R&B star Gerald Levert dies of heart attack
Date: Sunday, November 12 @ 09:19:51 MST
Topic: Black Habits Articles

LOS ANGELES (Billboard) - Popular R&B singer Gerald Levert died Friday of a heart attack in his hometown of Cleveland. The artist turned 40 years old in July.

The son of O'Jays lead singer Eddie Levert, Levert emerged from his father's shadow to become a well-regarded singer/songwriter and producer in his own right.

Some 20 years after notching his first R&B hit with "(Pop, Pop, Pop, Pop) Goes My Mind," Levert's warm, sensual voice remained a concert draw, especially among female fans who rushed the stage to grab -- and sometimes wrestle over -- the teddy bears he would toss into the audience.

He came to national attention as a member of Atlantic Records' Levert, comprised of his brother Sean and friend Marc Gordon. The trio scored with the aforementioned "Pop" in 1986. Next came the No. 1 R&B/No. 5 pop hit "Casanova" in 1987, followed by three more R&B chart-toppers, "Addicted to You," "Just Coolin'" featuring Heavy D and "Baby I'm Ready" in 1991.

Also in 1991, Levert launched his solo career with the EastWest album "Private Line," whose title track notched No. 1 on the R&B charts. A second No. 1 R&B single, "Baby Hold on to Me," arrived the following year.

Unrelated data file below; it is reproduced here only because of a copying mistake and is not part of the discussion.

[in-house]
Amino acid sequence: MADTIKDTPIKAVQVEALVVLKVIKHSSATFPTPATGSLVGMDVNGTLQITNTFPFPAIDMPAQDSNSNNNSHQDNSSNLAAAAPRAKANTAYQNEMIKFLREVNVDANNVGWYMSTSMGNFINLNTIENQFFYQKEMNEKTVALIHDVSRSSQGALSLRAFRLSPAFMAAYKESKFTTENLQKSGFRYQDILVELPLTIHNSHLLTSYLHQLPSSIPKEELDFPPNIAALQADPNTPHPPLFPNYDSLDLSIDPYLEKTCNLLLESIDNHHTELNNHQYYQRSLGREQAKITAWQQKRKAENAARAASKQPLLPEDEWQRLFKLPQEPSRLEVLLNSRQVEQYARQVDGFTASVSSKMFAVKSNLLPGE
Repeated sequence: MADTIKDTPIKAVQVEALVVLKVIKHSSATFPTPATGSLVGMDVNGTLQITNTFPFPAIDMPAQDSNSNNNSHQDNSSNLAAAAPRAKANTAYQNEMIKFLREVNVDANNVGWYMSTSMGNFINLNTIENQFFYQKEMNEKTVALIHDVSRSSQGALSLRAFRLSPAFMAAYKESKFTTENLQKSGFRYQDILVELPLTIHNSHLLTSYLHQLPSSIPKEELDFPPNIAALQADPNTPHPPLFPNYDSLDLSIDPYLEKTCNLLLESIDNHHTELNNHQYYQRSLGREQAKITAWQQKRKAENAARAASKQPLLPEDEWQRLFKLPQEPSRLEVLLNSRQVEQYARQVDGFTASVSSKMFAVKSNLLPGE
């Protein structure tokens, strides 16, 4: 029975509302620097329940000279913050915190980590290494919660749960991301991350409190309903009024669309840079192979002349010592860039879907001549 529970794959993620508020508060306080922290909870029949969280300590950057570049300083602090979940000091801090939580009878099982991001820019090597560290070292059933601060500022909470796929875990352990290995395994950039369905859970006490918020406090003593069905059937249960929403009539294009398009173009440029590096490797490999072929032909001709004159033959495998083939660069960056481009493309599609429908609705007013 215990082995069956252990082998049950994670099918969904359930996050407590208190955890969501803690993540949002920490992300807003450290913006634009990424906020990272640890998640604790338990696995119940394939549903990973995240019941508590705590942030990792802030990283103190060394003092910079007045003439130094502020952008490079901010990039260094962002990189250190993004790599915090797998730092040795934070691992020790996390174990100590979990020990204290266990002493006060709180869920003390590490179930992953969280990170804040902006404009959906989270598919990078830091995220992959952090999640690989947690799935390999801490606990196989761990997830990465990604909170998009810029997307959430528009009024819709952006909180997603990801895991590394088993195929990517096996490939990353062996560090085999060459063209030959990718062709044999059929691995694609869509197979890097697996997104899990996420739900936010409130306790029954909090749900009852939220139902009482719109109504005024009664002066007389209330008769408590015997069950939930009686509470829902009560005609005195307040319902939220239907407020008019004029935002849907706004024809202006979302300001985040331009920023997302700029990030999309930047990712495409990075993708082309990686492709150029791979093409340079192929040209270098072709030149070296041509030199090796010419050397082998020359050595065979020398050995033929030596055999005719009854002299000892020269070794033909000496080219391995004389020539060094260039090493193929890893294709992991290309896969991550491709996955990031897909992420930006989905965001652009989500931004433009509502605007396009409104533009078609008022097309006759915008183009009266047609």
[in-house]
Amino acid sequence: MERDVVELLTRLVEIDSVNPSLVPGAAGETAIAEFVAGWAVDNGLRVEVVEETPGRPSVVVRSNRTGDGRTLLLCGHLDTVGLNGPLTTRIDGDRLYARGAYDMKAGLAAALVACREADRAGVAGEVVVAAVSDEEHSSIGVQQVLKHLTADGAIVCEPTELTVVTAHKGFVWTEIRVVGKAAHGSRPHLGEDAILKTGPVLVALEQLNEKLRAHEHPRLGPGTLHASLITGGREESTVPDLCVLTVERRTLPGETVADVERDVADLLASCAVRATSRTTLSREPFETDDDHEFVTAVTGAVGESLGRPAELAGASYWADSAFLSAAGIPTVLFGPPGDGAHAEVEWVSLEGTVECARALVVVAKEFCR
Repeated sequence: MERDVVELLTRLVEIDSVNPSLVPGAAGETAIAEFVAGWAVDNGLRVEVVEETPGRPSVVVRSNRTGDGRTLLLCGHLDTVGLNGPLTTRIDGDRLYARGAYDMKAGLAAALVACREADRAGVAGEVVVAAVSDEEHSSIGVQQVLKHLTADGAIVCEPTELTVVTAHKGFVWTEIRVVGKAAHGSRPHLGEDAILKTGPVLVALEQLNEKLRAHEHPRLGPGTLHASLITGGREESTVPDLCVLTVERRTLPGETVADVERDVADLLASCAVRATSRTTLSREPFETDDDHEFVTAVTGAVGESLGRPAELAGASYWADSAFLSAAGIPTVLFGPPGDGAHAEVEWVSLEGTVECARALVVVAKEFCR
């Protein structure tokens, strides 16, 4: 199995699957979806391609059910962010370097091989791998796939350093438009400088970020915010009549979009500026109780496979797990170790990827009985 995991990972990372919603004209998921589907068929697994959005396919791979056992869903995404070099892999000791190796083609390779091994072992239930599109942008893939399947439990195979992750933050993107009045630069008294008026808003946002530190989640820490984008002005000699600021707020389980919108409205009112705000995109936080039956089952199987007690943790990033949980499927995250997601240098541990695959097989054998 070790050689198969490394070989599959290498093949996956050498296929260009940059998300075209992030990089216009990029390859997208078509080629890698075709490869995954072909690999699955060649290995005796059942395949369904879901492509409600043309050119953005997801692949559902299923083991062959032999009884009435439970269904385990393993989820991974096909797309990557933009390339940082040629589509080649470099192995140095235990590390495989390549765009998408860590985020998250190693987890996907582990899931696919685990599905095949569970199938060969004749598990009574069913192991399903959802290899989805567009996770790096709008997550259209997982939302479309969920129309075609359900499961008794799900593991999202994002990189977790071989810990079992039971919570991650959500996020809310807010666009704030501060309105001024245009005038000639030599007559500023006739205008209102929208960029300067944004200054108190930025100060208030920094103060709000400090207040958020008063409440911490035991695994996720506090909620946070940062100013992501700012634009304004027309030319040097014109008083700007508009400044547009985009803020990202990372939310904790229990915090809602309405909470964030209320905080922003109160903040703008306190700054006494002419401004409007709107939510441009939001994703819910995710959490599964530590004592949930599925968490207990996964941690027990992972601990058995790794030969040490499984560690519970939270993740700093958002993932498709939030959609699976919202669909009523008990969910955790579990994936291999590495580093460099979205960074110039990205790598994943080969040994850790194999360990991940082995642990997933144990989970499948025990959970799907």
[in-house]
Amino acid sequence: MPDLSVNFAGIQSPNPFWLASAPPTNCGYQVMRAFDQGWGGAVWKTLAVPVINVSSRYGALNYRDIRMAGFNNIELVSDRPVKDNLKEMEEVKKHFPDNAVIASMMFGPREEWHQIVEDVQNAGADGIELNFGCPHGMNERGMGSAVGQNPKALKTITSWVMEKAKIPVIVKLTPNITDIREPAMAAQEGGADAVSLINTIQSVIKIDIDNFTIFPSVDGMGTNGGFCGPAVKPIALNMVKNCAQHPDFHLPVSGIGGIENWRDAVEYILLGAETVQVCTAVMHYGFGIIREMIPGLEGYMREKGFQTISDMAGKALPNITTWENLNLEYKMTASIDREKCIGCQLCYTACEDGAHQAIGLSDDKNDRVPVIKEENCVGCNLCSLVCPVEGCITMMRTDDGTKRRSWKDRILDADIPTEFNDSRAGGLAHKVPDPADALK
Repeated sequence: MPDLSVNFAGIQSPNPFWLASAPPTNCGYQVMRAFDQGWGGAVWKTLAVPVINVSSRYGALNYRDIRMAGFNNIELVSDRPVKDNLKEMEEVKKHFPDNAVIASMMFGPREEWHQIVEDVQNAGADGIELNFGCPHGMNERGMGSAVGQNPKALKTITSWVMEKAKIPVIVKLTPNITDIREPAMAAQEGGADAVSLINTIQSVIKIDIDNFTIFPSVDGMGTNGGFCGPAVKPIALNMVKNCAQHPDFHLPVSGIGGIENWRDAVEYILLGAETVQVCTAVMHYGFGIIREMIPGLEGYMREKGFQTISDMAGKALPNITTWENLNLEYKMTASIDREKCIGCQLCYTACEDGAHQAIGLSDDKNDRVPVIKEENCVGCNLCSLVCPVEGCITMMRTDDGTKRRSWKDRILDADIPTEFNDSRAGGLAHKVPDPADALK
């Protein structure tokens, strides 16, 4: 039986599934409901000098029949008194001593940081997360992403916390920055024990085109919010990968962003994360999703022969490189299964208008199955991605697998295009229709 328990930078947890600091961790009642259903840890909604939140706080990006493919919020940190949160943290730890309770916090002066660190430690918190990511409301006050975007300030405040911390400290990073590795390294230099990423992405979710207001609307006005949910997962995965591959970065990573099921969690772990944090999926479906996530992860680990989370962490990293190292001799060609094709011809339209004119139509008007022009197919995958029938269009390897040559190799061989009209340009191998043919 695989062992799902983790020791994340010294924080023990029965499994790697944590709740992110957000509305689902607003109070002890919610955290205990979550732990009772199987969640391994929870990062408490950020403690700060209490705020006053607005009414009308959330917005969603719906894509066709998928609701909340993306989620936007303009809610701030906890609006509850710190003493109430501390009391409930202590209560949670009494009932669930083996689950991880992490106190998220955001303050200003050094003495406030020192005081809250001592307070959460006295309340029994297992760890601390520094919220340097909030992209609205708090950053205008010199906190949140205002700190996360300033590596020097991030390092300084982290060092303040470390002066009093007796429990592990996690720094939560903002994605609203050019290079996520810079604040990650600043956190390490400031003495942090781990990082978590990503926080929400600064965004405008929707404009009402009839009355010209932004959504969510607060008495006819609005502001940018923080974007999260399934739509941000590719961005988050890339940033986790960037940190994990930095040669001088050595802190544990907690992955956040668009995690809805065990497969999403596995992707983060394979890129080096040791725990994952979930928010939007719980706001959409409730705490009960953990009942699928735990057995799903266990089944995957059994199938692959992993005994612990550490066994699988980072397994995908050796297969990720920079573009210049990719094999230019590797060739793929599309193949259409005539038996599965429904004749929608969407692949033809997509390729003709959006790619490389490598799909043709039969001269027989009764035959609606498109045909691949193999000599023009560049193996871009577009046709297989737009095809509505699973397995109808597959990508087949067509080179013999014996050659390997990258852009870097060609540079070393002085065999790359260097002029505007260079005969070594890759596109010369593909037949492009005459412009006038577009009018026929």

Levert went on to record eight solo albums, the most recent being 2004's "Do I Speak for the World?" "Voices," a compilation of Levert duets with his dad and other artists, was released last year. Levert was also a member of the group LSG, which included Keith Sweat and Johnny Gill.

Beyond singing, Levert's talents included songwriting and producing. His collaborations included projects with Barry White, Stephanie Mills, Teddy Pendergrass and the Winans. He also co-wrote and co-produced Barry White's last No. 1 R&B hit, 1994's "Practice What You Preach."

"He was one of the greatest voices of our time, who sang with unmatched soulfulness and power, as well as a tremendously gifted composer and an accomplished producer," read a statement from Atlantic. "Above all, he was an exceptional human being whose warmth and grace inspired us all."

By Gail Mitchell

This article comes from Black Habits

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